You can keep saying that he lacks the fundamental skills of an elite-level fighter and wrap yourself up in fake outrage over him saying—in a sport that values brutality over all else—that he wants to brutalize an opponent, but you can’t deny the WBC champ his spot at the top of the heavyweight division anymore.
Saturday’s face-rattling one-round knockout of Dominic Breazeale at Barclays Center in Brooklyn was not a shocker. Wilder was heavily favored to win and the knockout, via right hand bomb blast, has always been his preferred method of attaining victory. But, still, what he did and the way he did it is what earns heavyweight champions star power. And from the way social media lit up after the KO, it seems that “The Bronze Bomber” has turned some sort of corner when it comes to how he’s regarded and where he stands among the elite of the sport.
In the lead-up to this ninth defense of his title, there was a begrudging acknowledgment by some in the media that Wilder had turned out to be a “pretty good” heavyweight champ after all. Before that, though, in defense number seven against Luis Ortiz, many of the critics were silenced with a tough, resilient performance against the well-regarded Cuban boxer-puncher where Wilder had to battle back from adversity to eventually stop his much more skilled opponent. Then, in defense number eight, he fought lineal champ and top three heavyweight Tyson Fury to a draw, albeit a controversial one, that saw him drop the crafty Irishman twice.
All of this recent work, like it or not, erases 39 previous fights where the competition has been iffy and the performances have been uneven.
In other words, Wilder has arrived.
At this point, it’s a cliché to say that he does everything wrong, but keeps winning anyway. It’s certainly true, though, that what he does well is so overwhelming that it becomes THE factor in every fight he has.
And, just as vital to his success as his big right hand money shot, is his unflappable belief in himself and his principal weapon. As evidenced by the Ortiz and Fury fights, he just never stops coming forward, never stops believing that, however deep the hole he finds himself in, he can turn things around for good with one big shot.
A man like that is dangerous from opening to closing bell.
As for post-Breazeale plans, Wilder insists that big fights are coming— a unification against three-belt champ Anthony Joshua and a rematch with Tyson Fury—and asks for patience from fans to hammer out financial and contractual terms.
"This fight [the Joshua fight] will happen,” Wilder insisted in Saturday’s post-fight ring interview on Showtime. “The big fight will happen, I promise you that, with patience, come time, and I just want you guys to have patience and give us a little time to make this thing happen so we all benefit from it, not only just you fans…We risk our lives in here so we want to make sure we get the best and the most money that's possible.”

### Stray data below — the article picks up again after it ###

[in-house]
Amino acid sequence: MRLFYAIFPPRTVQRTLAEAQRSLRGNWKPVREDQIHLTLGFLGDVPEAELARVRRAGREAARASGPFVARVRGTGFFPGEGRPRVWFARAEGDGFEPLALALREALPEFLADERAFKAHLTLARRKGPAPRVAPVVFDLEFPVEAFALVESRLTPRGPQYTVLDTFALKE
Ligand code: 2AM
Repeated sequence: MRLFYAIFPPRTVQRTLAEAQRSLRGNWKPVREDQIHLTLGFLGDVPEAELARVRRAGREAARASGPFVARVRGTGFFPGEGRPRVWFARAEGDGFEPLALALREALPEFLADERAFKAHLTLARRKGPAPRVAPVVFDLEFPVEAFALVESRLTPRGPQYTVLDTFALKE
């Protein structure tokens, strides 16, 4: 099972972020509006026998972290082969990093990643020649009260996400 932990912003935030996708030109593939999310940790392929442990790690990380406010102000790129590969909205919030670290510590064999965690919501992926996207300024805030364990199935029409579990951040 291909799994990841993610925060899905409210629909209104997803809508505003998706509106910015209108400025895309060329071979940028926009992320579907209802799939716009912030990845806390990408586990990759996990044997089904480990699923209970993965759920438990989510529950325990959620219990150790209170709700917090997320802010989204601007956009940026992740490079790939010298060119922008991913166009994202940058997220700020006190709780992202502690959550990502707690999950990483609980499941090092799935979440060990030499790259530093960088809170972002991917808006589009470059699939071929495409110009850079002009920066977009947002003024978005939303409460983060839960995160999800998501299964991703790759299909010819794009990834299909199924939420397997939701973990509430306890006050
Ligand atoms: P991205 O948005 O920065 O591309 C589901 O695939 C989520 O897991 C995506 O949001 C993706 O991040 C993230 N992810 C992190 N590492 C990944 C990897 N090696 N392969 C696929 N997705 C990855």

That’s a reasonable request, especially considering that the last offer issued to Wilder from Joshua’s DAZN allies may have had some big money numbers on paper, but also required him to give up career autonomy by signing a multi-fight deal with the streaming service.
In this next round of negotiations, maybe a deal can be hammered out where Wilder doesn’t have to barter a piece of his career for the right to a fight he’s earned already.
Whatever the case, Wilder-Breazeale and the upcoming Joshua-Ruiz and Fury-Schwarz need to be one-and-done affairs. No more time-killers/time-fillers.
-- “The Tartan Tornado” Josh Taylor looked very good in beating a very good Ivan Baranchyk via unanimous decision Saturday for the IBF junior welterweight title. With the win, Taylor advances to the World Boxing Super Series (WBSS) finals against new WBA champ Regis Prograis. Taylor-Prograis will be the rarest of all main stage boxing occurrences—a high-stakes bout between two fighters with superstar potential in their absolute physical primes, BEFORE there’s a whole lot of money in the fight. The winner of Prograis-Taylor could very well move on to next-level stardom in a 140 lb. class that is growing increasingly talented and interesting.
-- Also moving on to a WBSS finals Saturday was Japan’s Naoya Inoue, who blasted away previously undefeated Puerto Rican Emmanuel Rodriguez in two rounds to move on to the bantamweight finals against Nonito Donaire. Inoue has been a darling of the boxing intelligentsia and a fixture on pound-for-pound lists for a while now, and it’s easy to see why. Inoue is all-around sharp and aggression-minded. Donaire, who’s a bit ring worn at this point, will be in for a tough time, but if he chooses to stick and move like a boxer—something well within his skill set-- he could give Inoue a stylistic challenge he’s never seen before.
-- Gary Russell Jr. blessed the world with his once-a-year ring appearance on the Wilder-Breazeale undercard Saturday night, stopping the always game, but nearly always overmatched Spaniard, Kiko Martinez on cuts in five rounds. After the fight, the WBC featherweight champ Russell, who made the fourth successful defense of his title, kicked up some dust in calling for a unification bout with WBA featherweight champ (and PBC stablemate) Leo Santa Cruz. I’m crossing my fingers, but not holding my breath.
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NOTES FROM THE BOXING UNDERGROUND: WILDER HAS ARRIVEDBy Paul Magno | May 20, 2019